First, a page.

For Some Lasik Patients, No More Tears
Tuesday, July 10, 2001; Page HE05
On the long
list of daunting complications from Lasik surgery -- worse vision, an unfixable distortion known as irregular astigmatism
and even blindness -- dry eyes may seem trivial, a complaint often dismissed by laser eye surgeons who assure patients the
problem is temporary and can be treated with eye drops or, if necessary, the insertion of plastic plugs that reduce tear loss.
But a study of 48 patients who had Lasik in the past few years suggests that severely dry eyes, which feel chronically
irritated, can be a debilitating and long-lasting complication of the popular sur-gery for nearsightedness. The lead in-vestigator
of the study, published in the current issue of the journal Ophthalmology, said she believes many surgeons fail to adequately
warn patients of this complication -- which, the Food and Drug Administration notes on its Web site, can be permanent.
Refractive surgeon Lisa Battat, who conducted the study on a group of her patients and others at the Bascom Palmer Eye
Institute of the University of Miami School of Medicine, said that it is precisely the patients who are most motivated to
have surgery -- those who have developed an intolerance to their contact lenses -- who may be most at risk for Lasik-induced
dry eye. Contact lens intolerance, which can develop after years of wearing lenses, is often the result of decreased corneal
sensitivity, which causes inadequate production of tears. In some cases a person's eyes become progressively drier with age.
Battat and her colleagues measured tear production before and after Lasik. They concluded that the surgery, which
involves cutting a flap in the cornea and zapping the area beneath the flap with a laser, can cause or exacerbate dry eye.
"Everybody has dry eyes one week after Lasik," Battat said, because the surgery involves the severing of
corneal nerves. But she noted that many patients in her study were complaining 18 months later that their eyes felt very dry.
Often the problem improved after using artificial tears.
"Some patients blink less after Lasik [and produce
fewer tears] because the corneal nerve is cut and there is less sensation," she said.
While Battat said "probably
only a small percentage of patients" will have a serious problem with dry eye, she routinely tests her patients for the
condition. "If a patient has severely dry eyes, then I won't operate," she said. Testing tear production before
surgery is rare, Battat added, "but I think it should be something doctors perform routinely."
disagree. "It's part of my pre-op rap to patients that many people are going to have dry eyes for three months after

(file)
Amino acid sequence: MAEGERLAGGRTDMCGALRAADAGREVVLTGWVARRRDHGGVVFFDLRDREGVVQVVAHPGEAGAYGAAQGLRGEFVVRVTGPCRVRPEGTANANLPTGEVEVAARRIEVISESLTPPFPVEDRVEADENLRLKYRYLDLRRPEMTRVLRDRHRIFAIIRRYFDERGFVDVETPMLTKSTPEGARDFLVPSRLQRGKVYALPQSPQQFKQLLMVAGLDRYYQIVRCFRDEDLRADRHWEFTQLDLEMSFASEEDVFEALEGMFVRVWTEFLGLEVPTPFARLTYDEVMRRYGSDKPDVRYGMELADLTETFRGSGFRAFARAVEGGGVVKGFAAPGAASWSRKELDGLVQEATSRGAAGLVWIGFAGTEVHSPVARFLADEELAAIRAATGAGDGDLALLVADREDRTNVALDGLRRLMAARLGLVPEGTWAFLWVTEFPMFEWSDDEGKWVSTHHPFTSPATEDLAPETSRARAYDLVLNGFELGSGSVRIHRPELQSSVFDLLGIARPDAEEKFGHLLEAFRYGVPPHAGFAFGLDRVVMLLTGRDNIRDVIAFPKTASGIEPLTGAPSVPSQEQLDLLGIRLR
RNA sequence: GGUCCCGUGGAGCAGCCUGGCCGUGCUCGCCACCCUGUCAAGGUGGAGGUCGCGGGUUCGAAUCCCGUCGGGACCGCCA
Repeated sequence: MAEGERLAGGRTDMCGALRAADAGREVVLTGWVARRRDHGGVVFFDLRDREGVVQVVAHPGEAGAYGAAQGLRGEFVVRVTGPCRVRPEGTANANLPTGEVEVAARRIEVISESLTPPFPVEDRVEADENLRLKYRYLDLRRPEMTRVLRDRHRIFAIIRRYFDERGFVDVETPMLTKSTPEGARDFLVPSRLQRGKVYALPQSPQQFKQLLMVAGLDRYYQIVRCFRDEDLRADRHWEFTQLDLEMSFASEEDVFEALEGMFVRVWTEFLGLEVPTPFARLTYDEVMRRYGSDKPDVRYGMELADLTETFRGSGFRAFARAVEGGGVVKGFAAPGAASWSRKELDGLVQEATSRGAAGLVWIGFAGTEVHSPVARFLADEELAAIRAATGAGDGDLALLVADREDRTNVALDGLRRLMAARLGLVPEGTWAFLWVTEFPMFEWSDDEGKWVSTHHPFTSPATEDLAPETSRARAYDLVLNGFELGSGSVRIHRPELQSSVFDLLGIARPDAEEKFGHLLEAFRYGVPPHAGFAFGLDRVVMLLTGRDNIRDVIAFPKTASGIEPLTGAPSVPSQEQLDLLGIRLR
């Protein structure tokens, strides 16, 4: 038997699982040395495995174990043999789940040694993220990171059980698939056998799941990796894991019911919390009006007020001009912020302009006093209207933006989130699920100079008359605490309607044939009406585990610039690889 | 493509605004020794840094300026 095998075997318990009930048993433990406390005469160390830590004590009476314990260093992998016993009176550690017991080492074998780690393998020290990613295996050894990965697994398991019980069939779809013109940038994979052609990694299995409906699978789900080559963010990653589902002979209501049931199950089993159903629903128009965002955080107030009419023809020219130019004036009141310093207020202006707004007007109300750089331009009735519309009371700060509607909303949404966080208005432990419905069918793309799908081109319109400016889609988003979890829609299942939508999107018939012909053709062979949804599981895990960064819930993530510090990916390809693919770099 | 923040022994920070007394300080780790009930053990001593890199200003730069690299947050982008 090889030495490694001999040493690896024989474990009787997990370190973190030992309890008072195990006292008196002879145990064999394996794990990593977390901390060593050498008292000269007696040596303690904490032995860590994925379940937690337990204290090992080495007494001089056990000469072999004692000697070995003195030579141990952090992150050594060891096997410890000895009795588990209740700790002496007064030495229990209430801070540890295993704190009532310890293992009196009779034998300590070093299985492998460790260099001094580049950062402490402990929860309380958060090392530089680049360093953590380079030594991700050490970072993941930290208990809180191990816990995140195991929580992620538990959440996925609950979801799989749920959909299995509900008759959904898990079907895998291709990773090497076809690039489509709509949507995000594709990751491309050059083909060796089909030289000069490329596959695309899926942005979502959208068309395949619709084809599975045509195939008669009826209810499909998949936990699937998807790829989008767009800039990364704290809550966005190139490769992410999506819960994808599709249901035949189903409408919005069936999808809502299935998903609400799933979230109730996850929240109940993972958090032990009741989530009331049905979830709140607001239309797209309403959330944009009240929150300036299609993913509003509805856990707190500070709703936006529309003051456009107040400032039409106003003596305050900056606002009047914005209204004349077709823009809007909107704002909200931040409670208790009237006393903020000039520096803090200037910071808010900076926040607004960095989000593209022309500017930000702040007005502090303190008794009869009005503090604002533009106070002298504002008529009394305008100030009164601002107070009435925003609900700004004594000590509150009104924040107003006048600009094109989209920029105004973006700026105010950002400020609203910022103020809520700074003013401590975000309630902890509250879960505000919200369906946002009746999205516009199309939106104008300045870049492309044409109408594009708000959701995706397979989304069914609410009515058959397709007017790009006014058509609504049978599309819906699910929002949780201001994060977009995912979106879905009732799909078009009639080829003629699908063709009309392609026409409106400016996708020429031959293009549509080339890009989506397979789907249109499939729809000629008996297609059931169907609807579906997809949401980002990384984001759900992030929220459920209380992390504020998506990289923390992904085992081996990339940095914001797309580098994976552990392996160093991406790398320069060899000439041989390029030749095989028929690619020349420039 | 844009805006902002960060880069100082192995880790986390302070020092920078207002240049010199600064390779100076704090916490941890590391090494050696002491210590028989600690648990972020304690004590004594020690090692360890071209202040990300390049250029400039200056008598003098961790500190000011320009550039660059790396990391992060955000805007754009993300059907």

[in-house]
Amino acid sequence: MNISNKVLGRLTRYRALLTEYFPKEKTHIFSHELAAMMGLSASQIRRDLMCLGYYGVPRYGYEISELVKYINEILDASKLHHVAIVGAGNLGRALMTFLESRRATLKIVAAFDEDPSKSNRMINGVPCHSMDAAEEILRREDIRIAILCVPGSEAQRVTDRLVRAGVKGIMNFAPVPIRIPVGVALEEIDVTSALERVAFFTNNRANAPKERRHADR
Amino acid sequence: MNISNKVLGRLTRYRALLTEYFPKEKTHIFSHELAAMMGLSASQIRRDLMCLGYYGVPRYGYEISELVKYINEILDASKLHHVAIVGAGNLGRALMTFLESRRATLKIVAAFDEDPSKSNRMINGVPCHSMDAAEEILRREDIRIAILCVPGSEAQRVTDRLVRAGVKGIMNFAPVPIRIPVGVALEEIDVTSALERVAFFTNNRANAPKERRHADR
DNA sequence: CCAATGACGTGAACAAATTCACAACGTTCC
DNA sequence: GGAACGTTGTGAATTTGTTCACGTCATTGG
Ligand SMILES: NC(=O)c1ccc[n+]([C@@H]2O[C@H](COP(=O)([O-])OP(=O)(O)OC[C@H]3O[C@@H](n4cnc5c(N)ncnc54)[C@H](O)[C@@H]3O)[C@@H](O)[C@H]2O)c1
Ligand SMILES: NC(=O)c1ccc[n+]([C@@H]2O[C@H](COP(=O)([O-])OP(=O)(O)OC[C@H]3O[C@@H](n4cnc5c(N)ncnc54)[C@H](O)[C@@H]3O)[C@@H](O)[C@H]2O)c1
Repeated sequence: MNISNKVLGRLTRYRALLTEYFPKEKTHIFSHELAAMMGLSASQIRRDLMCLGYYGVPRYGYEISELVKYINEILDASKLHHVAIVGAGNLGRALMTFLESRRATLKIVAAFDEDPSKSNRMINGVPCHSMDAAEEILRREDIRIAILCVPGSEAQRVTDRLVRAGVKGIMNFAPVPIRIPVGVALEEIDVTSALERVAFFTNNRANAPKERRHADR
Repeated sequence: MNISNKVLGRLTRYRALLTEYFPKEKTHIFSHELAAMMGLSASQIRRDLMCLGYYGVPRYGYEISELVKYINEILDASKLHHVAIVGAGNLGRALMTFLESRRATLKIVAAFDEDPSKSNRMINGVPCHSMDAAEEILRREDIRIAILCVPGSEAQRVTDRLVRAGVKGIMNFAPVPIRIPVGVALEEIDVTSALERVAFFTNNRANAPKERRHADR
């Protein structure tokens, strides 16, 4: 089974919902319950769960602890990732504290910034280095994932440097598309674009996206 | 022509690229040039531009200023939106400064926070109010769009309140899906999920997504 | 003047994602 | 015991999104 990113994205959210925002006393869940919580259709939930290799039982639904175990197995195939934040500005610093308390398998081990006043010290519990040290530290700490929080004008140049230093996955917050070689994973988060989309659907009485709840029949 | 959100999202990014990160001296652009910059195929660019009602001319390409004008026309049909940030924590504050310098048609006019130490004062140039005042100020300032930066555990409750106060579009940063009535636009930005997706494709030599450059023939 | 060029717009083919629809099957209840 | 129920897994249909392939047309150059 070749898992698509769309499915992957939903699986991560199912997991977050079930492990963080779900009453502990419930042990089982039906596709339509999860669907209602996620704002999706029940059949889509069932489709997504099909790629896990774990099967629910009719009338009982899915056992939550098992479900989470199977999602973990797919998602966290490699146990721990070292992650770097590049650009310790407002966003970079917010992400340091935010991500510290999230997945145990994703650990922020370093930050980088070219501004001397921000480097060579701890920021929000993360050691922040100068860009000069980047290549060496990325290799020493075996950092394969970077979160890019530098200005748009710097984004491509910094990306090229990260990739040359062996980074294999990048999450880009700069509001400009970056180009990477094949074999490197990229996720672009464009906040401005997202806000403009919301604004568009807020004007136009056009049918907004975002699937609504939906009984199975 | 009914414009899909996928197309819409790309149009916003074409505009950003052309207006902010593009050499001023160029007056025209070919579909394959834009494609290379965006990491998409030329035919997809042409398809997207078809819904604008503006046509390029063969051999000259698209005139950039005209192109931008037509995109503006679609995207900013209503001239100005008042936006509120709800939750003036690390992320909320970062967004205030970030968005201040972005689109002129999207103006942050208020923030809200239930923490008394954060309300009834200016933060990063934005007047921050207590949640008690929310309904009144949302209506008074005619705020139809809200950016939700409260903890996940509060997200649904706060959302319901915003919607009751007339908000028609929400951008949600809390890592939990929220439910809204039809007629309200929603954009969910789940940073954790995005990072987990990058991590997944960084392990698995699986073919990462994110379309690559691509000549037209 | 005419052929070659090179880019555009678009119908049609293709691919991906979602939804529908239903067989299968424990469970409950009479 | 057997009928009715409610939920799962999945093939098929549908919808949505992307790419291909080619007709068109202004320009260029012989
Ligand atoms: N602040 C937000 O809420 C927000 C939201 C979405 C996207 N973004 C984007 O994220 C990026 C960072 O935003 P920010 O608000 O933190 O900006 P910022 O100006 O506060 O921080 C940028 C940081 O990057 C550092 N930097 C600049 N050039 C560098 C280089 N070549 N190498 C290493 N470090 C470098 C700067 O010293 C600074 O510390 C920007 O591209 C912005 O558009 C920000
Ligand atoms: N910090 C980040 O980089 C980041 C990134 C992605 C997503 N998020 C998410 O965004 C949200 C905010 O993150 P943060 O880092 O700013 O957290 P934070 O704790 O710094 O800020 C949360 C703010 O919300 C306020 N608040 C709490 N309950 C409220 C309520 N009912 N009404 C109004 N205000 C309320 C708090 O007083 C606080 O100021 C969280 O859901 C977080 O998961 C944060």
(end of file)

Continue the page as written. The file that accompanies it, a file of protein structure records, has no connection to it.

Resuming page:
surgery" and possibly longer, said Roy Rubinfeld, a Chevy Chase corneal specialist who has performed thousands of Lasik
procedures. But Rubinfeld said he regards the test Battat uses as "notoriously inaccurate," saying its results can
vary considerably from day to day.
"I go with more functional measurements," such as what patients say
about how dry their eyes are, Rubinfeld said, and their ability to tolerate contact lenses.
But as for Battat's research,
he said, "I think the study is very good -- probably the best discussion of something experienced Lasik surgeons have
been noting" -- that dry eyes, once thought to affect a fraction of Lasik patients, are a much more common problem post-operatively
and can occasionally be serious.
Millard Stahle, 54, a former real estate agent who lives in Fairfax County, said
he wishes he'd been warned before undergoing surgery last year. He said that the six-page consent form he signed did not mention
dry eye as a possible complication.
Stahle, who had surgery because he could no longer wear contact lenses, said
that three months after the operation, he was in intense pain at night and couldn't sleep because he was getting up every
hour to put drops in his eyes.
Since then, he said, his condition has improved but his eyes remain uncomfortably
dry and he still must use drops several times each day.
Stahle, who has sought treatment at Johns Hopkins University,
Emory University and elsewhere, said doctors have told him they are mystified about why he is still experiencing such severe
To Battat, such cases have led her to take dry eyes seriously. "Just imagine working -- or driving
-- if you had to stop and put in drops every five minutes," she said. "Some doctors might think that the problem
was 'solved' with drops. But I doubt a patient would."
-- Sandra G. Boodman
© 2001 The
Washington Post Company